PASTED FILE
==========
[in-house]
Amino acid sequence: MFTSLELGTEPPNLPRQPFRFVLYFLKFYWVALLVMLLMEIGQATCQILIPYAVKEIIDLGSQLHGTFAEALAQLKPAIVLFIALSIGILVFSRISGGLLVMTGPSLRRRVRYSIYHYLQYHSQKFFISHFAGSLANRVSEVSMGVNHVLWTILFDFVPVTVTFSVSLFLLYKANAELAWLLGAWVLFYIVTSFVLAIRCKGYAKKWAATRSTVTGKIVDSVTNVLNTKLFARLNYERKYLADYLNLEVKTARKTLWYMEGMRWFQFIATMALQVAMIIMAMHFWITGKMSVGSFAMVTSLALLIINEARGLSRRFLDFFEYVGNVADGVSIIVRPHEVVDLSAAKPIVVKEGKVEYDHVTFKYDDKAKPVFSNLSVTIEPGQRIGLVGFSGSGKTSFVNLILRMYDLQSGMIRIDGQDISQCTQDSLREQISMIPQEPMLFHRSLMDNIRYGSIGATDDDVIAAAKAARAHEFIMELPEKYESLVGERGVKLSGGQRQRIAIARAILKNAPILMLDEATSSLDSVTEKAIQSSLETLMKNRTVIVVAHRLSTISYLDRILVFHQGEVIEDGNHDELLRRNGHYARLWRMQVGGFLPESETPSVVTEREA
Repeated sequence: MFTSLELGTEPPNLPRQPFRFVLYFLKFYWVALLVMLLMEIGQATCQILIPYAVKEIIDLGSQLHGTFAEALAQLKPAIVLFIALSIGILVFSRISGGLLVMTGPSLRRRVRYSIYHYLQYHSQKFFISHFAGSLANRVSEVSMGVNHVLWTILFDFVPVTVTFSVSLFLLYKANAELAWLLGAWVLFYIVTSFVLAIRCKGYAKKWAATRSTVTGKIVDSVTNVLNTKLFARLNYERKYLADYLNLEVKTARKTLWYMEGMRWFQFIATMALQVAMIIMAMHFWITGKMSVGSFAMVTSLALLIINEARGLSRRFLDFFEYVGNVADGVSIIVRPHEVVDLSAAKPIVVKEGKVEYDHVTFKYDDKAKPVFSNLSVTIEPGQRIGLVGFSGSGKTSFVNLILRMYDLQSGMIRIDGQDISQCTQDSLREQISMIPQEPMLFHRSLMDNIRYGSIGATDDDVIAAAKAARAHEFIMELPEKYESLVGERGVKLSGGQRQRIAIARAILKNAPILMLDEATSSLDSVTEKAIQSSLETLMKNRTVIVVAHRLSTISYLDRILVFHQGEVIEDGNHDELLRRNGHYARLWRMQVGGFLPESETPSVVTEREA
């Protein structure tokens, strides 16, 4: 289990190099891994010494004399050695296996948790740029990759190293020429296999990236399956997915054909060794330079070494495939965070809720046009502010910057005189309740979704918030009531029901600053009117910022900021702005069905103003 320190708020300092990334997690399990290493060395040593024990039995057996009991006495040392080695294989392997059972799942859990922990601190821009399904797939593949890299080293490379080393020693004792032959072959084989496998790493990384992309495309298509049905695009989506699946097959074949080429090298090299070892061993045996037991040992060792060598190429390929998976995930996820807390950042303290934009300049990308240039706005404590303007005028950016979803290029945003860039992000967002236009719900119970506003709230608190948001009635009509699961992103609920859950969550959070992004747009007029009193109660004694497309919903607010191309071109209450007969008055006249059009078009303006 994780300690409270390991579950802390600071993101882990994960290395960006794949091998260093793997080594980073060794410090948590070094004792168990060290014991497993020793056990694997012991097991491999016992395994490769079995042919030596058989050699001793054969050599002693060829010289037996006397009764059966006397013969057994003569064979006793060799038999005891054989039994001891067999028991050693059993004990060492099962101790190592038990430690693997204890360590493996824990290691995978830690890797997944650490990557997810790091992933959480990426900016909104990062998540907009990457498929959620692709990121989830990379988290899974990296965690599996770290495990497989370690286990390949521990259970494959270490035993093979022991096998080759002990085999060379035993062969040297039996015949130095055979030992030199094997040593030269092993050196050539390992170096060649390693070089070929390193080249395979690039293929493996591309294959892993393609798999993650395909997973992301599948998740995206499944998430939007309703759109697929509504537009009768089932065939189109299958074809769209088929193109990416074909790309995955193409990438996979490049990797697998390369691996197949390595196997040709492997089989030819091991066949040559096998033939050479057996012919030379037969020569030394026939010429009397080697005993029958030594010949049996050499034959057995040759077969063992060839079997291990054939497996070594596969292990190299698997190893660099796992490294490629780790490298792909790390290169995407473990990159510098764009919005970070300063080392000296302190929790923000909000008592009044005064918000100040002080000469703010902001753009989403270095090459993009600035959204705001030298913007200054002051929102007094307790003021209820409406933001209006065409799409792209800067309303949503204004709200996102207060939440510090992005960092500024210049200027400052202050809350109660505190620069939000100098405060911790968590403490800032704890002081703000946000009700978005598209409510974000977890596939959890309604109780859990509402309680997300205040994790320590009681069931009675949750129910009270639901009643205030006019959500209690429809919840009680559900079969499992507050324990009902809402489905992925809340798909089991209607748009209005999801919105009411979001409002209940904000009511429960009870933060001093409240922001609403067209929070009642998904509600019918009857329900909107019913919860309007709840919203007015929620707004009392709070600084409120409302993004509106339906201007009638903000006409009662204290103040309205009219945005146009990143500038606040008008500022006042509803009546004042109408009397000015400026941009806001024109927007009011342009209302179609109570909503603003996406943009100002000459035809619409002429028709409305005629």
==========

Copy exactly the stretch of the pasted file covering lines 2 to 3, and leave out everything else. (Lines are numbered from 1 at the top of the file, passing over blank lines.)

Amino acid sequence: MFTSLELGTEPPNLPRQPFRFVLYFLKFYWVALLVMLLMEIGQATCQILIPYAVKEIIDLGSQLHGTFAEALAQLKPAIVLFIALSIGILVFSRISGGLLVMTGPSLRRRVRYSIYHYLQYHSQKFFISHFAGSLANRVSEVSMGVNHVLWTILFDFVPVTVTFSVSLFLLYKANAELAWLLGAWVLFYIVTSFVLAIRCKGYAKKWAATRSTVTGKIVDSVTNVLNTKLFARLNYERKYLADYLNLEVKTARKTLWYMEGMRWFQFIATMALQVAMIIMAMHFWITGKMSVGSFAMVTSLALLIINEARGLSRRFLDFFEYVGNVADGVSIIVRPHEVVDLSAAKPIVVKEGKVEYDHVTFKYDDKAKPVFSNLSVTIEPGQRIGLVGFSGSGKTSFVNLILRMYDLQSGMIRIDGQDISQCTQDSLREQISMIPQEPMLFHRSLMDNIRYGSIGATDDDVIAAAKAARAHEFIMELPEKYESLVGERGVKLSGGQRQRIAIARAILKNAPILMLDEATSSLDSVTEKAIQSSLETLMKNRTVIVVAHRLSTISYLDRILVFHQGEVIEDGNHDELLRRNGHYARLWRMQVGGFLPESETPSVVTEREA
Repeated sequence: MFTSLELGTEPPNLPRQPFRFVLYFLKFYWVALLVMLLMEIGQATCQILIPYAVKEIIDLGSQLHGTFAEALAQLKPAIVLFIALSIGILVFSRISGGLLVMTGPSLRRRVRYSIYHYLQYHSQKFFISHFAGSLANRVSEVSMGVNHVLWTILFDFVPVTVTFSVSLFLLYKANAELAWLLGAWVLFYIVTSFVLAIRCKGYAKKWAATRSTVTGKIVDSVTNVLNTKLFARLNYERKYLADYLNLEVKTARKTLWYMEGMRWFQFIATMALQVAMIIMAMHFWITGKMSVGSFAMVTSLALLIINEARGLSRRFLDFFEYVGNVADGVSIIVRPHEVVDLSAAKPIVVKEGKVEYDHVTFKYDDKAKPVFSNLSVTIEPGQRIGLVGFSGSGKTSFVNLILRMYDLQSGMIRIDGQDISQCTQDSLREQISMIPQEPMLFHRSLMDNIRYGSIGATDDDVIAAAKAARAHEFIMELPEKYESLVGERGVKLSGGQRQRIAIARAILKNAPILMLDEATSSLDSVTEKAIQSSLETLMKNRTVIVVAHRLSTISYLDRILVFHQGEVIEDGNHDELLRRNGHYARLWRMQVGGFLPESETPSVVTEREA